Risk Factors in Older Adults With Cancer May Increase Symptom Burden Following Surgery, Highlighting Need for Supportive Care


Several factors including female sex, lower socioeconomic status and high intensity surgery were associated with a higher risk of moderate-to-severe symptoms in older adults with cancer following surgery.

Data presented at a recent medical conference demonstrated that older adults with cancer who undergo surgery experience moderate-to-severe symptoms such as tiredness and lack of appetite up to one year after surgery.

The results, according to study author Dr. Jesse Zuckerman, highlight the need to address any possible gaps in supportive care.

“Older adults are expected to account for a large majority of new cancer diagnoses over the next 10 years. Because of advances in patient selection in perioperative management demand-driven therapies, older adults are increasingly likely to have cancer surgery,” Zuckerman, a general surgery resident at the University of Toronto, explained during a presentation at the virtual Society of Surgical Oncology 2021 International Conference on Surgical Cancer Care. He added that it has become evident that many older adults place a higher importance on post-operative outcomes, such as functional independence or quality-of-life, compared with short-term outcomes, such as morbidity and mortality.

Therefore, the investigators conducted a population-level study of 48,748 patients (64% female) aged older than 70 years; 28% of which were 80 years or older. These patients had all undergone cancer surgery between 2007 and 2018. More than half (54%) of the patients underwent a high surgical intensity procedure and 51% of patients received adjuvant therapy (additional treatment administered after initial treatment). The goal of the study was to determine symptoms over time and identify factors associated with high symptom burden after cancer surgery in older adults.

The investigators collected data prospectively from Edmonton Symptom Assessment System (ESAS) scores — a system used to address the severity or absence of pain, tiredness, nausea, depression, anxiety, drowsiness, appetite, well-being and shortness of breath — to calculate the monthly prevalence of moderate-to-severe symptoms over one year after surgery. Symptoms were analyzed 90 days prior to surgery and 180 days after surgery.

One year after surgery, most common symptoms patients reported as moderate-to-severe included tiredness (57.8%), poor well-being (51.9%), and lack of appetite (39.3%). However, the study authors noted that those patients with moderate-to-severe symptoms were stable for over one year after surgery, meaning that the surgery neither improved nor worsened the patients’ cancer symptoms.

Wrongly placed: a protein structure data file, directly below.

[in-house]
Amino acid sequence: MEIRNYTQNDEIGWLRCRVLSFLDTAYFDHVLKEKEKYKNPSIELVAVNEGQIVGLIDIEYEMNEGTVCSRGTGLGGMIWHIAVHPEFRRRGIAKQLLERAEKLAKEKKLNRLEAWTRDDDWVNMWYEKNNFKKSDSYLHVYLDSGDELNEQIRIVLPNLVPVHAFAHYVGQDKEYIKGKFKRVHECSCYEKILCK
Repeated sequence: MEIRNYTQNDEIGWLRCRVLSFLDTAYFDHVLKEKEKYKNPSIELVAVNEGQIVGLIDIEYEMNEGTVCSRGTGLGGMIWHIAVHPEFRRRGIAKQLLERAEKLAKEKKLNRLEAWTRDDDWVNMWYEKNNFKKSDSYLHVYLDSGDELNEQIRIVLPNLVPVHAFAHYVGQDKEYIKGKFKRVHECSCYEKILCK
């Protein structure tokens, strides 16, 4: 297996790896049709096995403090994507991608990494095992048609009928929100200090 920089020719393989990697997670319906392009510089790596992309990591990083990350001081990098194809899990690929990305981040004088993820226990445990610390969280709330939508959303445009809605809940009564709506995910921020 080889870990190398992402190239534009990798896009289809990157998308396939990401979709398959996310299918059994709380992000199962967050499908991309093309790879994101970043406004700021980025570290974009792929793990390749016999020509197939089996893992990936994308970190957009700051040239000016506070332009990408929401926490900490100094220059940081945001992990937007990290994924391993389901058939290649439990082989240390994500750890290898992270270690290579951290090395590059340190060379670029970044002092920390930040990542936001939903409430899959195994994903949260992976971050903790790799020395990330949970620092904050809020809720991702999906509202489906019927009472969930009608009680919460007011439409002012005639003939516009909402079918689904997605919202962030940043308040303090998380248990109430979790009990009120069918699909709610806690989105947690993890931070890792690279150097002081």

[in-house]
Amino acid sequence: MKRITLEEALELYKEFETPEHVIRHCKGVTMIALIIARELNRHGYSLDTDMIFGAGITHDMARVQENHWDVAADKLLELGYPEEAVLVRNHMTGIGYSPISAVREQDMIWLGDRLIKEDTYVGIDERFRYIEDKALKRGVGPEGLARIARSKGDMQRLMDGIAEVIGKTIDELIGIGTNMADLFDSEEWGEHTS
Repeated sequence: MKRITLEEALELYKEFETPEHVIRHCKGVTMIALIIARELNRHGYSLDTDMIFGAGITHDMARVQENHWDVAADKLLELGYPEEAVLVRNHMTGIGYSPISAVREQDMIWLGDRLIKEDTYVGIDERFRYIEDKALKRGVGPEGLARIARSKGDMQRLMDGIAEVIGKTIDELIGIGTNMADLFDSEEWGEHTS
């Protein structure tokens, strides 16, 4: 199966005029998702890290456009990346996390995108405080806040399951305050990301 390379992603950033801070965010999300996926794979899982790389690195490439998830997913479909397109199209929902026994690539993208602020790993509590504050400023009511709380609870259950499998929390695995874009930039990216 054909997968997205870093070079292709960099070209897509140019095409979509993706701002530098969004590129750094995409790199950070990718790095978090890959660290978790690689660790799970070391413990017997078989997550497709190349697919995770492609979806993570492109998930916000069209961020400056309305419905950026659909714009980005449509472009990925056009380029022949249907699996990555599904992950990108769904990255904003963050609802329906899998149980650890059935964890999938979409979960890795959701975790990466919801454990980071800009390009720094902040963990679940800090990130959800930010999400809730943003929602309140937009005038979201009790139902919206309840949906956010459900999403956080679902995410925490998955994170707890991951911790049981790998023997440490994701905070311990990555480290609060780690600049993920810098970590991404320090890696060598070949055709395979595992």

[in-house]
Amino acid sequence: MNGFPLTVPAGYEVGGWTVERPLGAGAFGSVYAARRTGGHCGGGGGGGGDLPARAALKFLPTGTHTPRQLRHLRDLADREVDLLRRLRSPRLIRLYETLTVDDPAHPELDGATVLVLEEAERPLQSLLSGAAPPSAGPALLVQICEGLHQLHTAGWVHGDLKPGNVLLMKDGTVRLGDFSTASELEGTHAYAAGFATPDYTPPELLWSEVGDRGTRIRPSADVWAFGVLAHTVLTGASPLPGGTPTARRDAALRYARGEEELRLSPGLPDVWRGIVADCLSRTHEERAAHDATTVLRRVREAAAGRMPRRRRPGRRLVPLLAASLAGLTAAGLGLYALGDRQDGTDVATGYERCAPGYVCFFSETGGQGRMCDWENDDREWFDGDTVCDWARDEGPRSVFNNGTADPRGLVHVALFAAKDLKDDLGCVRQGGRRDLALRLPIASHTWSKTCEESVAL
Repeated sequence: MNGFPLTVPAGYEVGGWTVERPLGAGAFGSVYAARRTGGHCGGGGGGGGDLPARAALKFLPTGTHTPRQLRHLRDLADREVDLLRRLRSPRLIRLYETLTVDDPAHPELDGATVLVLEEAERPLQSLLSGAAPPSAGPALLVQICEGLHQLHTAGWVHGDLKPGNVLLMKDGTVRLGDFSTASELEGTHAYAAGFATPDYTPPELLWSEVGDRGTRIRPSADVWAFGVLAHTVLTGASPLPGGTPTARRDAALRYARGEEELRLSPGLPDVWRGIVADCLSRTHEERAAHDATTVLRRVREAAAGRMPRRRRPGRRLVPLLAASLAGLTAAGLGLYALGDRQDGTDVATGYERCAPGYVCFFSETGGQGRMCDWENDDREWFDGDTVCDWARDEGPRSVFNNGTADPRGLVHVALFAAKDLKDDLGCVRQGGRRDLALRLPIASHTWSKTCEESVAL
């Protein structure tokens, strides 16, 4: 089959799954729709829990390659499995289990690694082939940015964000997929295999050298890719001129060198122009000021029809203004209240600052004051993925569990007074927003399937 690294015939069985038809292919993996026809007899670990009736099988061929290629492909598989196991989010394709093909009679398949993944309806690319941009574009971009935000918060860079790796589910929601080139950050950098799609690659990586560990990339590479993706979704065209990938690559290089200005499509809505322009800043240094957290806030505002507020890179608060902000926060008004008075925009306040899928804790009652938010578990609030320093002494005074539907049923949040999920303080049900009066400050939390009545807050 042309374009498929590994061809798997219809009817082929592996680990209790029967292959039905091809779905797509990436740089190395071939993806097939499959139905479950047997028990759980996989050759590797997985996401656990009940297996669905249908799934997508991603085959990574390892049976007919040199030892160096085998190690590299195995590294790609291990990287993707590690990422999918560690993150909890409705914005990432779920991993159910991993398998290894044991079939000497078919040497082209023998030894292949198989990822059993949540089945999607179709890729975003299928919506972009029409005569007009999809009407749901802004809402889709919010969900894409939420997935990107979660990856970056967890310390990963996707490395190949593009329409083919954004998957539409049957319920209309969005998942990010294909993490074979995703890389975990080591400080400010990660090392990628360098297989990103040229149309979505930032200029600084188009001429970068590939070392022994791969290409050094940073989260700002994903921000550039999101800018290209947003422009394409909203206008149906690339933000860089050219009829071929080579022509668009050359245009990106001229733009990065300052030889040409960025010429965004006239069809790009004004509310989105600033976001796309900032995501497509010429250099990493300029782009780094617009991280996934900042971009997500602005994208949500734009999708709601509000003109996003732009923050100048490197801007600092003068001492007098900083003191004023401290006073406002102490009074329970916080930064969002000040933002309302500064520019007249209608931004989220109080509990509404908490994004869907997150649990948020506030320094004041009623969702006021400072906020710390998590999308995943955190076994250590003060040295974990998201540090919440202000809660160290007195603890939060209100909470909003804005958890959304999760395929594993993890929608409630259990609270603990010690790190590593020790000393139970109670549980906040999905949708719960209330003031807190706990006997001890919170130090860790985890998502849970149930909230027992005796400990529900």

“However, these trajectories may be influenced by common, yet less intense, procedures such as breast and prostate resections,” Zuckerman said.

Therefore, the authors also examined patients who underwent higher intensity procedures.

Although similar patterns were observed for all procedures, those who underwent high-intensity procedures for lung and upper gastrointestinal/hepato-pancreato-biliary resections showed an initial rise in symptoms one month after surgery. These symptoms were resolved by three months after surgery.

Older age, female sex, lower socioeconomic status, frailty, high comorbidities, receipt of adjuvant chemotherapy within two weeks and high intensity surgery were associated with a higher risk of moderate-to-severe symptoms. Living in a rural area was the only factor that was associated with a lower risk of moderate-to-severe symptom burden.

“These findings are encouraging as neither surgery nor adjuvant therapies lead to important symptom worsening, even among patients who required high intensity surgery and experienced higher initial symptom burden. Their trajectory stabilized in the long-term, suggesting either that surgery and adjuvant therapies do not significantly increase older adults’ experience of symptoms, or that current support mechanisms are effective in getting patients back to their perceived baseline,” Zuckerman said.

However, he concluded, patients are still experiencing a certain level of moderate-to-severe symptoms for up to a year after surgery, “highlighting the potential gaps in supportive care for older adults after surgery.”

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A version of this article originally appeared on CancerNetwork® as, “Study Highlights Gaps in Supportive Care for Older Patients With Cancer Undergoing Surgery.”

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